Bridging the skills gap: graduates need real-world work experience, says new report

Students need real-life work experience to secure employment in a post-pandemic world, say sustainability experts

A new report launched today (Thursday) by education and sustainability experts has called on universities and colleges to bridge the skills gap and better prepare their students with sustainability skills to increase their chances of employment in a post-pandemic and increasingly low carbon economy.

The new report, Future Graduate Skills Study, has been published by Change Agents and EAUC. It examines the growing disconnect between the skills education institutions promote as key graduate skills, and those that employers are looking for in an employee.

We will be working with the education sector on skills action plans, the embedding of sustainability into all courses and a new skills-based kickstart scheme – Ian Patton, CEO, EAUC

The report makes recommendations on how to bridge the skills gap, and highlights the necessity to do so given the urgent pace the economy and those employed within it must learn to decarbonise and adapt to the changes the pandemic has brought.

Bridging the skills gap

Iain Patton, CEO at EAUC, said: “The higher and further education sectors have been taking steps towards Net Zero and slowly bridging the skills gap for many years. Recently, we have seen a huge step forwards in this sector on the Net Zero agenda, with a new education Climate Commission creating climate action roadmaps and the sector working collaboratively to ensure education is ahead of the curve.

“The skills disconnect now needs to take a similar sized step to ensure young people are receiving future-proofed qualifications, and those in work and unemployed are upskilled to maximise the opportunities a  low carbon economy  will bring.”

Key recommendations of the Future Graduate Skills Study include:

  • All degree courses should involve at least two weeks (or one day per week for one semester) of work experience or a placement of some kind to enable students to develop real-world understanding of the professional or business workplace.
  • The government must establish a body or commission that facilitates and co-ordinates the necessary skills changes, through communication of best-practice approaches and provision of resources for universities. We support the call from Aldersgate Group for a National Skills Strategy and Commission – it is crucial that this is a cross-cutting group, with representation from young people, education institutions, education sector bodies and organisations, business and Government.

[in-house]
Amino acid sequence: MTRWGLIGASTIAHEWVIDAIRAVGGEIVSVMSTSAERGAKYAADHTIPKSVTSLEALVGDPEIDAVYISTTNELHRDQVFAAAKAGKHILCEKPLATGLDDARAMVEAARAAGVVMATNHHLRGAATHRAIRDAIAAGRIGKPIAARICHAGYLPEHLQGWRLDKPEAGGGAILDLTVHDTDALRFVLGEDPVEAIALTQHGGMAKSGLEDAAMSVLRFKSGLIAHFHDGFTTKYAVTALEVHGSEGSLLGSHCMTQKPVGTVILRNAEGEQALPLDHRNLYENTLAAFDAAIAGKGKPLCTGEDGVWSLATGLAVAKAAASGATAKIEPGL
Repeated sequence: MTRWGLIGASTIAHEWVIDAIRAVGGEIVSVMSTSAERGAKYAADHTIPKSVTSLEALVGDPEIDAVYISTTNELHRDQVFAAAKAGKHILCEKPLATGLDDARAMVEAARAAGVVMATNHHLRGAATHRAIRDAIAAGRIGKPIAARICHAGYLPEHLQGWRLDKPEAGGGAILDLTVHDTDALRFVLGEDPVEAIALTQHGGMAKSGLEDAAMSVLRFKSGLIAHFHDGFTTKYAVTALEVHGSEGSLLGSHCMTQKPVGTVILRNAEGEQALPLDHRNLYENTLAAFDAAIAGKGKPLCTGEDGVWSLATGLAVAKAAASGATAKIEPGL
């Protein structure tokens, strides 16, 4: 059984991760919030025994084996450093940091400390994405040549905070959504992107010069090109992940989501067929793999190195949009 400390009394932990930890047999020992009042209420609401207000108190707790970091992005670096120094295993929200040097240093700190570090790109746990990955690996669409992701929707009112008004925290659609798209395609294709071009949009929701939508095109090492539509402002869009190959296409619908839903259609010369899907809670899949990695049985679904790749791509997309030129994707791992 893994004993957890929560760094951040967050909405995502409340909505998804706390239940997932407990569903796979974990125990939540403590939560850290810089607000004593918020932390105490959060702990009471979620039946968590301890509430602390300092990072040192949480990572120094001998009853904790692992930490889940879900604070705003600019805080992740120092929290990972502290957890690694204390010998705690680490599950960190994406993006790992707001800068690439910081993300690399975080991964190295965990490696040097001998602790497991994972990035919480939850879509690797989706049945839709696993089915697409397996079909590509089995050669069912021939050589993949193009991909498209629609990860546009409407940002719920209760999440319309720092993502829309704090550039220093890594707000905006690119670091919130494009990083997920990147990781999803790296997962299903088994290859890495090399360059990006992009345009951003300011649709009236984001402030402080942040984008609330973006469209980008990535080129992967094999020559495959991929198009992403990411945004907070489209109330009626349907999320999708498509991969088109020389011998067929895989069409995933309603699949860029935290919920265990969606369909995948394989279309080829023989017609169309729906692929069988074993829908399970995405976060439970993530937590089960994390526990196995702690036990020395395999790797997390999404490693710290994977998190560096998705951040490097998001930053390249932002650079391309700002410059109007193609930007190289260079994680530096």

• Students must be more proactive in seeking out additional and complementary skills alongside their academic studies through extra-curricular activity.
  • Businesses should look to build stronger relationships with local universities and colleges to support the bridging of the skills gap.

 

Patton continued: “The suggestions made by Aldersgate Group today, in their policy paper ‘Upskilling the UK workforce for the 21st century’, which we have fed into, chime well with our own findings. We must redress the decades-long disconnect between skills provision from education providers, and the skills required by employers. Post-pandemic recovery and the race to Net Zero have created the impetus to do just this.

“We will be working with the education sector on skills action plans, the embedding of sustainability into all courses and a new skills-based kickstart scheme. We will also work closely with business, and push the government to create the skills strategies and commission required to make this a success nationwide.”

Other findings include:

  • There needs to be greater communication and collaboration between universities, colleges and businesses, in terms of module design, teaching real-world problems, and organising work placements and internships.
  • While technical skills are important for certain specific roles, soft skills (such as communication, presentation, influencing behaviour change, analytical and critical thinking and team working) are incredibly valuable in all areas of business. These are lacking in many recent graduates and this must be addressed.
  • Both business leaders and graduates identified workplace skills as the main skills gap (eg negotiation, telephone skills, confidence working with superiors, and professionalism).
  • Business leaders consider volunteering, placements, and internships as valuable ways for students to improve and demonstrate their skillset, but graduates seemed less aware of the value of these extra-curricular activities for their future employment.

 

Lexie Jones, CEO at Change Agents UK added: “This research study highlights the urgent need for cross-sectoral collaboration on skills to evolve into active partnership where new solutions are jointly created.

Young people who were already facing a precarious future have seen this further compromised by the COVID-19 pandemic – Lexie Jones, CEO, Change Agents UK

“This should involve government, business and the education sector working together to build a framework for skills that will address the challenging targets for Net Zero and the delivery of the Sustainable Development Goals.

“Young people must be given a voice in this process; their perspective is important in understanding the skills gaps they currently experience and building a skills strategy for the future.

“2020 has shown us that radical change achieved at pace can be possible when it is necessary. Young people who were already facing a precarious future have seen this further compromised by the COVID-19 pandemic. We must act now to ensure they have the skills, knowledge and experience they will need to succeed as we enter this most challenging global period.”


You might like: Profile: Iain Patton, EAUC


 

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